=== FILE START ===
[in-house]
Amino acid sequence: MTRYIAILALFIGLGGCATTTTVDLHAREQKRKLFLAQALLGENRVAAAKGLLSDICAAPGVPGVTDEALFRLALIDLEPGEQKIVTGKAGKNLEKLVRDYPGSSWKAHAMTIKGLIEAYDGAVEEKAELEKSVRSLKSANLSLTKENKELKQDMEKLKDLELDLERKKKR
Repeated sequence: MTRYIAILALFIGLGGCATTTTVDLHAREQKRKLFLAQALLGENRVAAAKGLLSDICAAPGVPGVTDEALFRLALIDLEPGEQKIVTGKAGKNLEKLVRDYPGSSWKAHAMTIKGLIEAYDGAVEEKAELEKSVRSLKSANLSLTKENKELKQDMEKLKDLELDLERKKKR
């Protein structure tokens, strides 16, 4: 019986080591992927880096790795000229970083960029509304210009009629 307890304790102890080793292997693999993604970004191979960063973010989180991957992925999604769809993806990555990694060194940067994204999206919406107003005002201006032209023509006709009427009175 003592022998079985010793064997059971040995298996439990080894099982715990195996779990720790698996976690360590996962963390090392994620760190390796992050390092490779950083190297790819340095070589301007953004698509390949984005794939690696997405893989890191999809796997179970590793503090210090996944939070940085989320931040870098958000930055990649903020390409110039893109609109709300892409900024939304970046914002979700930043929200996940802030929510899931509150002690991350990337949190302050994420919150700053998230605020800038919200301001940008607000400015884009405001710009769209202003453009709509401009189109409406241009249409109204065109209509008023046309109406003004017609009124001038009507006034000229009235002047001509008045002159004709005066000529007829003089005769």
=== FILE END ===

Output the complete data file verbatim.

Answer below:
[in-house]
Amino acid sequence: MTRYIAILALFIGLGGCATTTTVDLHAREQKRKLFLAQALLGENRVAAAKGLLSDICAAPGVPGVTDEALFRLALIDLEPGEQKIVTGKAGKNLEKLVRDYPGSSWKAHAMTIKGLIEAYDGAVEEKAELEKSVRSLKSANLSLTKENKELKQDMEKLKDLELDLERKKKR
Repeated sequence: MTRYIAILALFIGLGGCATTTTVDLHAREQKRKLFLAQALLGENRVAAAKGLLSDICAAPGVPGVTDEALFRLALIDLEPGEQKIVTGKAGKNLEKLVRDYPGSSWKAHAMTIKGLIEAYDGAVEEKAELEKSVRSLKSANLSLTKENKELKQDMEKLKDLELDLERKKKR
């Protein structure tokens, strides 16, 4: 019986080591992927880096790795000229970083960029509304210009009629 307890304790102890080793292997693999993604970004191979960063973010989180991957992925999604769809993806990555990694060194940067994204999206919406107003005002201006032209023509006709009427009175 003592022998079985010793064997059971040995298996439990080894099982715990195996779990720790698996976690360590996962963390090392994620760190390796992050390092490779950083190297790819340095070589301007953004698509390949984005794939690696997405893989890191999809796997179970590793503090210090996944939070940085989320931040870098958000930055990649903020390409110039893109609109709300892409900024939304970046914002979700930043929200996940802030929510899931509150002690991350990337949190302050994420919150700053998230605020800038919200301001940008607000400015884009405001710009769209202003453009709509401009189109409406241009249409109204065109209509008023046309109406003004017609009124001038009507006034000229009235002047001509008045002159004709005066000529007829003089005769």